By its very nature, pharmacy is an evidence-based profession in both primary care and hospital care and the industry is undergoing a period of change. Future models of community pharmacy practice that focus on management of long-term conditions will place an even greater reliance on EBM.

Well, that is the case with prescribed medicines. When it comes to OTC products, pharmacists’ approach to evidence seems to be forgotten, with a “what the public wants, the public gets” attitude taking precedence.

More here

Photo from flickr user jeepersmedia used under a CC licence.

Which prenatal vitamin is best?

Pregnant2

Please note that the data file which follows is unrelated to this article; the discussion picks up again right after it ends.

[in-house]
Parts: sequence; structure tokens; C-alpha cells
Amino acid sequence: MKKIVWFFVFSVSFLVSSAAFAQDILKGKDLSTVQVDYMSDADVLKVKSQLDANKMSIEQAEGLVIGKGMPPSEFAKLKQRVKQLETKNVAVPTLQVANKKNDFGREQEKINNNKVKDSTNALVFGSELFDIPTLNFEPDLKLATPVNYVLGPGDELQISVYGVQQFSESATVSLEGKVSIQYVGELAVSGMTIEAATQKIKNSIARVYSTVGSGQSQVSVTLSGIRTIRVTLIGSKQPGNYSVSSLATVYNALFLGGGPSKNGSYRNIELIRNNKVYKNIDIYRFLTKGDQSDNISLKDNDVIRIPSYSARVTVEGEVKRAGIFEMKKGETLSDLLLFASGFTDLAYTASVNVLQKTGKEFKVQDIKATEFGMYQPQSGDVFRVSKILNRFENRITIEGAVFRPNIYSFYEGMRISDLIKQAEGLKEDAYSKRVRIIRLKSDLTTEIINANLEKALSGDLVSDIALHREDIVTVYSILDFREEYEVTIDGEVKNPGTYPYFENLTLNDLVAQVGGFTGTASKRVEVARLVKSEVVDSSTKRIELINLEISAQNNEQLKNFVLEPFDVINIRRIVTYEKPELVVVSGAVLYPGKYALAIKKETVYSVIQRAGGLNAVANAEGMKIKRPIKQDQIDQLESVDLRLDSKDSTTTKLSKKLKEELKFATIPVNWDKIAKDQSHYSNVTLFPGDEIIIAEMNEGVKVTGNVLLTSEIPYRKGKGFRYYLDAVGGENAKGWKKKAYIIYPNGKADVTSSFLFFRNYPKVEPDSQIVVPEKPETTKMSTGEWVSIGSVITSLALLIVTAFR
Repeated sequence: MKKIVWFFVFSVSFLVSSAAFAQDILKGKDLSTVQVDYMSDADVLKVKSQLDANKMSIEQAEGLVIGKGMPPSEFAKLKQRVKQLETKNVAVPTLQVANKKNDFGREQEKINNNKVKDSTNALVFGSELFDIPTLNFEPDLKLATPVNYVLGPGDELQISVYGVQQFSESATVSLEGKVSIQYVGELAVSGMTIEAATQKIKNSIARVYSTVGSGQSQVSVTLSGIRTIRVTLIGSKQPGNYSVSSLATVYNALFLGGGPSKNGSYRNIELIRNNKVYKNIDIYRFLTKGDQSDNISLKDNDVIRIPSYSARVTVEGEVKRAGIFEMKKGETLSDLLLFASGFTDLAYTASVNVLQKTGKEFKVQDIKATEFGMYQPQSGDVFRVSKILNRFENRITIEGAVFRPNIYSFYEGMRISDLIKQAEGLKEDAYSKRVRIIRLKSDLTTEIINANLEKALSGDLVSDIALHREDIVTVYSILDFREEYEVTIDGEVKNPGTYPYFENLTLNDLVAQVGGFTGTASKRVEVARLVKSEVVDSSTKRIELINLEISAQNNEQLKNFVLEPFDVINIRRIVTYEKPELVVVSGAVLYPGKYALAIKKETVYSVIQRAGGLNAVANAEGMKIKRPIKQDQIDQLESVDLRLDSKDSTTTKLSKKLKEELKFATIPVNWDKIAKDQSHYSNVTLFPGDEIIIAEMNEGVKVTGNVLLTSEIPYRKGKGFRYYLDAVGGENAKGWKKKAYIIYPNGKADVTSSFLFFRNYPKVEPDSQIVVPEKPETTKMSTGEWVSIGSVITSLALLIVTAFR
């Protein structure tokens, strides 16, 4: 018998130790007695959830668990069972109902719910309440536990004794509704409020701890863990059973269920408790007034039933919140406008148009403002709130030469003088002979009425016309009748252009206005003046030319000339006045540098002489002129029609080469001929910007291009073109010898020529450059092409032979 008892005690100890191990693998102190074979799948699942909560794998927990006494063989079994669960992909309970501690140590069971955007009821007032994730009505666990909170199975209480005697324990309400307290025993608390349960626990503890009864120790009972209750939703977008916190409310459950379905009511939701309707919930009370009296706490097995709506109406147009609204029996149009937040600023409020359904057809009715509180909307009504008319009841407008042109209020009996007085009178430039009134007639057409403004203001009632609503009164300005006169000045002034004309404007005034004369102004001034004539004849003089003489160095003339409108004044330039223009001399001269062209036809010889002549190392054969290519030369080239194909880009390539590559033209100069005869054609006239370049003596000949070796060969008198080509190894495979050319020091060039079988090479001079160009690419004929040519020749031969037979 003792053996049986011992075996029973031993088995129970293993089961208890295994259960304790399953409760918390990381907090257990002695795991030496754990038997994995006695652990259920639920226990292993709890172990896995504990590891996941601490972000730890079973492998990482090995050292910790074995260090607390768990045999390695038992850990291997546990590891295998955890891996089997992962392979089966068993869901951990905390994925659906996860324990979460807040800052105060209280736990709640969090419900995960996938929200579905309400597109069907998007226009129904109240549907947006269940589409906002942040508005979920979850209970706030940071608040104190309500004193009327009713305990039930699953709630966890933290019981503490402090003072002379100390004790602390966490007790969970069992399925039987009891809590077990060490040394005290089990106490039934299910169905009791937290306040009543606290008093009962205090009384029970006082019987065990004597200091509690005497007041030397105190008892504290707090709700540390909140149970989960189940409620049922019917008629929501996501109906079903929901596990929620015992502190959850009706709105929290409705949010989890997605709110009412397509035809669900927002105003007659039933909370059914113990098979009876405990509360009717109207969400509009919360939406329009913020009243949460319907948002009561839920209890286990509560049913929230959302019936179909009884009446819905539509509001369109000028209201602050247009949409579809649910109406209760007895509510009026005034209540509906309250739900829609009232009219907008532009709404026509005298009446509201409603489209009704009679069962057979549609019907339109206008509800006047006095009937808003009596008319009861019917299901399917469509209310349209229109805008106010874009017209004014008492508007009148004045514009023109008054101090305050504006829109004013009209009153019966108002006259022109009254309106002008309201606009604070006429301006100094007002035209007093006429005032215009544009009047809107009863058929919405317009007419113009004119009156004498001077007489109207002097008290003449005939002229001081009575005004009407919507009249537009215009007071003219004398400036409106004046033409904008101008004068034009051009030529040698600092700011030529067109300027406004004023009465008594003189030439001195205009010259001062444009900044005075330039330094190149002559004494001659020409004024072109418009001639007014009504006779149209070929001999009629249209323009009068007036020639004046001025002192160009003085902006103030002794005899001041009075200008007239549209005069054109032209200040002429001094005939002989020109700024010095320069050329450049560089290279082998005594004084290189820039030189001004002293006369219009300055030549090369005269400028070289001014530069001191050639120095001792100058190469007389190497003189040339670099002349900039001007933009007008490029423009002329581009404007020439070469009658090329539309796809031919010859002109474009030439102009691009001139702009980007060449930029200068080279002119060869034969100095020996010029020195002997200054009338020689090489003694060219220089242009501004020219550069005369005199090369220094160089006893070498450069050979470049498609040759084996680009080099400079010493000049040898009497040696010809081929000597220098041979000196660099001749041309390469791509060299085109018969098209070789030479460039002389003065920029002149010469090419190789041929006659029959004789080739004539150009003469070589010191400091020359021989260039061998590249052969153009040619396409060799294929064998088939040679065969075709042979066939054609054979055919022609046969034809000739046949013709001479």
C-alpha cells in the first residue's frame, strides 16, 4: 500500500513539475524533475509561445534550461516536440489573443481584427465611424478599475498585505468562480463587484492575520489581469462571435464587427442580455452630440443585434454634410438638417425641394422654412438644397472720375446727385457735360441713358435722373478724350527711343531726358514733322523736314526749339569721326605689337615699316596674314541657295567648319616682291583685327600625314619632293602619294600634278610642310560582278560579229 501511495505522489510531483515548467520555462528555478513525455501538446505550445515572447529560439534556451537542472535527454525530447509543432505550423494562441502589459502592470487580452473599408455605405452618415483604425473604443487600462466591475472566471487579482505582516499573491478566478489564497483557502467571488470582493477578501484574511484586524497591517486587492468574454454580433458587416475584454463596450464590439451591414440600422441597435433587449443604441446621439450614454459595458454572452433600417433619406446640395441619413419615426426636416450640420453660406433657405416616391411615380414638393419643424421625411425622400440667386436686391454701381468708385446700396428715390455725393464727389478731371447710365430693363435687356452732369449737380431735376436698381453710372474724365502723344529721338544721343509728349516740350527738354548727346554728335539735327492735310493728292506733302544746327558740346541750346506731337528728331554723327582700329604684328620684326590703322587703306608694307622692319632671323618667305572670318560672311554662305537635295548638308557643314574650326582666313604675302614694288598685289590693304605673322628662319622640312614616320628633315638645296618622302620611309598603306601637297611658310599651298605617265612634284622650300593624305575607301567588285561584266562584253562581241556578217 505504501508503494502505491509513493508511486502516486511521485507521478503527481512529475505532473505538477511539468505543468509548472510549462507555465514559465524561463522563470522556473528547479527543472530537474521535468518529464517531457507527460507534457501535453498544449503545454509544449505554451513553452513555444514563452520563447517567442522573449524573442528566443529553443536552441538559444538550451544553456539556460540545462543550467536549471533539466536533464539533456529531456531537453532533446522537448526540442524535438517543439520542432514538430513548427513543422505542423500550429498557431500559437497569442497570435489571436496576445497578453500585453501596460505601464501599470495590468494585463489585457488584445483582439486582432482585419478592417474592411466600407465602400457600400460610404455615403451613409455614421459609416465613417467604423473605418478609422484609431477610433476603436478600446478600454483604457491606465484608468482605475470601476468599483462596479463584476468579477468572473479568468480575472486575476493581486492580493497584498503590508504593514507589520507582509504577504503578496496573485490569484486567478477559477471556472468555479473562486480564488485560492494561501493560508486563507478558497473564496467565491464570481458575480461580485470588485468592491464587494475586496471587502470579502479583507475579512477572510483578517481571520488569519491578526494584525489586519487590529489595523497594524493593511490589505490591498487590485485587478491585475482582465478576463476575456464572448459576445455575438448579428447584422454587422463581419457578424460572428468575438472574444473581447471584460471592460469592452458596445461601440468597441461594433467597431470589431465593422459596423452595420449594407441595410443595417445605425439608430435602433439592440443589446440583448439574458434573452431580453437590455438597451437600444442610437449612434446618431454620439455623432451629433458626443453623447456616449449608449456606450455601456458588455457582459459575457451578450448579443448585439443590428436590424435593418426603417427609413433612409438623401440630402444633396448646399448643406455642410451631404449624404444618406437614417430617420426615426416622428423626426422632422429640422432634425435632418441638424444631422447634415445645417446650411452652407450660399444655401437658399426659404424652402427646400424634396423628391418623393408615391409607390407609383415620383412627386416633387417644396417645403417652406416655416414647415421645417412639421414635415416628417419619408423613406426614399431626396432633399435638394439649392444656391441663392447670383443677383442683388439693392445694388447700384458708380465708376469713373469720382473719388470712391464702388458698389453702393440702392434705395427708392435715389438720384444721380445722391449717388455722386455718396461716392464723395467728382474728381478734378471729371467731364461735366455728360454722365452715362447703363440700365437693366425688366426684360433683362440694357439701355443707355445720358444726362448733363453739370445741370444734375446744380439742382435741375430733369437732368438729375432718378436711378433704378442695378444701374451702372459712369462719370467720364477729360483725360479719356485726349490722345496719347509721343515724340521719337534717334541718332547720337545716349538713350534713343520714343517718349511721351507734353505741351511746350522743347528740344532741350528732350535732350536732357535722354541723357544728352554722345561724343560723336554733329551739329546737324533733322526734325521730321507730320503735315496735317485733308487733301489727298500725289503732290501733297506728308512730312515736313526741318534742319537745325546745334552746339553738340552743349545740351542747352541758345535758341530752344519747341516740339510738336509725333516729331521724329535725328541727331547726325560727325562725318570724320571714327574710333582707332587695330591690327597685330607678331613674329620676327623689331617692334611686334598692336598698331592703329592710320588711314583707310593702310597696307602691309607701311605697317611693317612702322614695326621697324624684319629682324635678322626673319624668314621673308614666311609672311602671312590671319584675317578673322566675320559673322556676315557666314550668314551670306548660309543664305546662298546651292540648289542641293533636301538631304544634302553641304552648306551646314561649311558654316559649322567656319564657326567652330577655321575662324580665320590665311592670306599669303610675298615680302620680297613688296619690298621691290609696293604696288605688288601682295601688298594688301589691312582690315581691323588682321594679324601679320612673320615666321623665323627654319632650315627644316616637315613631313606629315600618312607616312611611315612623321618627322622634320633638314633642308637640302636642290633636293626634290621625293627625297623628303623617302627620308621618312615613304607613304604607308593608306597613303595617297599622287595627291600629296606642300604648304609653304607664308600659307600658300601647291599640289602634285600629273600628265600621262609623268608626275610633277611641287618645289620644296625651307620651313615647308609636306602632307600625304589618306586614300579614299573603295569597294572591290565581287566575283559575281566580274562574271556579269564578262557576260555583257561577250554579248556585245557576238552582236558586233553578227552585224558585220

Vitamin supplementation is unnecessary for the vast majority of people. You wouldn’t know this walking through a drug store, where you’ll usually find an entire aisle packed with supplements. Alternative health providers like naturopaths tend to be strong supporters of supplementation, but this advice seems to be based mainly on the belief that “vitamins are magic” rather than good science. The best research hasn’t established a strong evidence base for taking supplements. We definitely need vitamins in our diet to live. But that’s where we should be getting those vitamins – from our food, instead of from pills. If you eat a reasonable and balanced diet, and have no medical conditions that require special consideration, vitamin supplementation won’t offer meaningful health benefits. In the absence of any deficiency, vitamin supplements seem to be useless at best and harmful at worst. Continue reading